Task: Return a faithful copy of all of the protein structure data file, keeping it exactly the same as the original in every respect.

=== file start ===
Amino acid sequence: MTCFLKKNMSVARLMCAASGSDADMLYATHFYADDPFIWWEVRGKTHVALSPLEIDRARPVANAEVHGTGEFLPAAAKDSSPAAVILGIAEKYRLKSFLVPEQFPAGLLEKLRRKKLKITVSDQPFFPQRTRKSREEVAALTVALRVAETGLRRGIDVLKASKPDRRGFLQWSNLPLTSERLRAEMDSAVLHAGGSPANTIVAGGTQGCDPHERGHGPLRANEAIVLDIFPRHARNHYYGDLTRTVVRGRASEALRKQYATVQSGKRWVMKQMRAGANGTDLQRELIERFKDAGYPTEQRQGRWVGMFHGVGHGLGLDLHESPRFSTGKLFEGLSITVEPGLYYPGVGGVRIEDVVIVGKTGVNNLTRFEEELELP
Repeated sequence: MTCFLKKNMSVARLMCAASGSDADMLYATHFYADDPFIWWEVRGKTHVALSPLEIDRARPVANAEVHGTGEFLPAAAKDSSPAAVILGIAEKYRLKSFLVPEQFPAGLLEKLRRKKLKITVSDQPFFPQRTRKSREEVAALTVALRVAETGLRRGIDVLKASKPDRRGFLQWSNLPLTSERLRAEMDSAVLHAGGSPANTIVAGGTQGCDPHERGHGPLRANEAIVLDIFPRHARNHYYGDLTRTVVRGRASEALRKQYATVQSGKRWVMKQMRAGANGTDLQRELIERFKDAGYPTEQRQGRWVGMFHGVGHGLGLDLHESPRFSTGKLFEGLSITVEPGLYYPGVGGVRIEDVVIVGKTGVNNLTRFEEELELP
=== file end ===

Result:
Amino acid sequence: MTCFLKKNMSVARLMCAASGSDADMLYATHFYADDPFIWWEVRGKTHVALSPLEIDRARPVANAEVHGTGEFLPAAAKDSSPAAVILGIAEKYRLKSFLVPEQFPAGLLEKLRRKKLKITVSDQPFFPQRTRKSREEVAALTVALRVAETGLRRGIDVLKASKPDRRGFLQWSNLPLTSERLRAEMDSAVLHAGGSPANTIVAGGTQGCDPHERGHGPLRANEAIVLDIFPRHARNHYYGDLTRTVVRGRASEALRKQYATVQSGKRWVMKQMRAGANGTDLQRELIERFKDAGYPTEQRQGRWVGMFHGVGHGLGLDLHESPRFSTGKLFEGLSITVEPGLYYPGVGGVRIEDVVIVGKTGVNNLTRFEEELELP
Repeated sequence: MTCFLKKNMSVARLMCAASGSDADMLYATHFYADDPFIWWEVRGKTHVALSPLEIDRARPVANAEVHGTGEFLPAAAKDSSPAAVILGIAEKYRLKSFLVPEQFPAGLLEKLRRKKLKITVSDQPFFPQRTRKSREEVAALTVALRVAETGLRRGIDVLKASKPDRRGFLQWSNLPLTSERLRAEMDSAVLHAGGSPANTIVAGGTQGCDPHERGHGPLRANEAIVLDIFPRHARNHYYGDLTRTVVRGRASEALRKQYATVQSGKRWVMKQMRAGANGTDLQRELIERFKDAGYPTEQRQGRWVGMFHGVGHGLGLDLHESPRFSTGKLFEGLSITVEPGLYYPGVGGVRIEDVVIVGKTGVNNLTRFEEELELP